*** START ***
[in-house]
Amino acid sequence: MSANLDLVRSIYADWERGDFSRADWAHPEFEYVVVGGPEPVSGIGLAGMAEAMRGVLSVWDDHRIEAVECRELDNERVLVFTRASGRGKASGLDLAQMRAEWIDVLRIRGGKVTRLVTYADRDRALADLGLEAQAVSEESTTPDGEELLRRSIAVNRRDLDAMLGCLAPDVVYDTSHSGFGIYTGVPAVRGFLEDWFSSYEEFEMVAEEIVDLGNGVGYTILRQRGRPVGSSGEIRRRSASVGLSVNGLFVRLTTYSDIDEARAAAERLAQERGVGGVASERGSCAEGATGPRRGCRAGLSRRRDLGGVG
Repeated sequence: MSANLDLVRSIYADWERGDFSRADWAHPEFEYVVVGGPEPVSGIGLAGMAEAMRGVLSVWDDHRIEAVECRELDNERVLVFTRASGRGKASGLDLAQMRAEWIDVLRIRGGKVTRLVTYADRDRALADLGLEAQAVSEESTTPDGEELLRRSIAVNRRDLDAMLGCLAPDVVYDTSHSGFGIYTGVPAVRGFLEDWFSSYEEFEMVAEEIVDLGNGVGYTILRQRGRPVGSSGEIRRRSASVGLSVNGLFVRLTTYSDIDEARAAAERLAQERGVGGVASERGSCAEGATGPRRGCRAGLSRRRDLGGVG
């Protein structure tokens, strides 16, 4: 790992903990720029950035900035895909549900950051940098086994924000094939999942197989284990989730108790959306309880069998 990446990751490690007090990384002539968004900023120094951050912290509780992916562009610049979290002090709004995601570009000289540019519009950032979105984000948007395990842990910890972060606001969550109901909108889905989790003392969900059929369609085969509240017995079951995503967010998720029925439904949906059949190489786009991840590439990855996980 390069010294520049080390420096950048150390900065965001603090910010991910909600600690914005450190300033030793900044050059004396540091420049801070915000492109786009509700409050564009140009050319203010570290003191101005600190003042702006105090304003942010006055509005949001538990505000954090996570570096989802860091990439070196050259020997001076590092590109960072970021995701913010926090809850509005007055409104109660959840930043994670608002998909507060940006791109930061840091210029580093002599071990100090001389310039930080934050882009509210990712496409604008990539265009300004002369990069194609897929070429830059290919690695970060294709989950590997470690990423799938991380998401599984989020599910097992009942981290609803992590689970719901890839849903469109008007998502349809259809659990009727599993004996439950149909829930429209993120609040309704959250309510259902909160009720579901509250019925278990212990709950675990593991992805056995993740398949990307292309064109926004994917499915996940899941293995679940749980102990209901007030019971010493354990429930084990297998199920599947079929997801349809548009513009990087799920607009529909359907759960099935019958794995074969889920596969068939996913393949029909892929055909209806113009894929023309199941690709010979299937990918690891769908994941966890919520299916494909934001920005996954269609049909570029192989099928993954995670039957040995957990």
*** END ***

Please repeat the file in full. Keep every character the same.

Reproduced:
[in-house]
Amino acid sequence: MSANLDLVRSIYADWERGDFSRADWAHPEFEYVVVGGPEPVSGIGLAGMAEAMRGVLSVWDDHRIEAVECRELDNERVLVFTRASGRGKASGLDLAQMRAEWIDVLRIRGGKVTRLVTYADRDRALADLGLEAQAVSEESTTPDGEELLRRSIAVNRRDLDAMLGCLAPDVVYDTSHSGFGIYTGVPAVRGFLEDWFSSYEEFEMVAEEIVDLGNGVGYTILRQRGRPVGSSGEIRRRSASVGLSVNGLFVRLTTYSDIDEARAAAERLAQERGVGGVASERGSCAEGATGPRRGCRAGLSRRRDLGGVG
Repeated sequence: MSANLDLVRSIYADWERGDFSRADWAHPEFEYVVVGGPEPVSGIGLAGMAEAMRGVLSVWDDHRIEAVECRELDNERVLVFTRASGRGKASGLDLAQMRAEWIDVLRIRGGKVTRLVTYADRDRALADLGLEAQAVSEESTTPDGEELLRRSIAVNRRDLDAMLGCLAPDVVYDTSHSGFGIYTGVPAVRGFLEDWFSSYEEFEMVAEEIVDLGNGVGYTILRQRGRPVGSSGEIRRRSASVGLSVNGLFVRLTTYSDIDEARAAAERLAQERGVGGVASERGSCAEGATGPRRGCRAGLSRRRDLGGVG
């Protein structure tokens, strides 16, 4: 790992903990720029950035900035895909549900950051940098086994924000094939999942197989284990989730108790959306309880069998 990446990751490690007090990384002539968004900023120094951050912290509780992916562009610049979290002090709004995601570009000289540019519009950032979105984000948007395990842990910890972060606001969550109901909108889905989790003392969900059929369609085969509240017995079951995503967010998720029925439904949906059949190489786009991840590439990855996980 390069010294520049080390420096950048150390900065965001603090910010991910909600600690914005450190300033030793900044050059004396540091420049801070915000492109786009509700409050564009140009050319203010570290003191101005600190003042702006105090304003942010006055509005949001538990505000954090996570570096989802860091990439070196050259020997001076590092590109960072970021995701913010926090809850509005007055409104109660959840930043994670608002998909507060940006791109930061840091210029580093002599071990100090001389310039930080934050882009509210990712496409604008990539265009300004002369990069194609897929070429830059290919690695970060294709989950590997470690990423799938991380998401599984989020599910097992009942981290609803992590689970719901890839849903469109008007998502349809259809659990009727599993004996439950149909829930429209993120609040309704959250309510259902909160009720579901509250019925278990212990709950675990593991992805056995993740398949990307292309064109926004994917499915996940899941293995679940749980102990209901007030019971010493354990429930084990297998199920599947079929997801349809548009513009990087799920607009529909359907759960099935019958794995074969889920596969068939996913393949029909892929055909209806113009894929023309199941690709010979299937990918690891769908994941966890919520299916494909934001920005996954269609049909570029192989099928993954995670039957040995957990």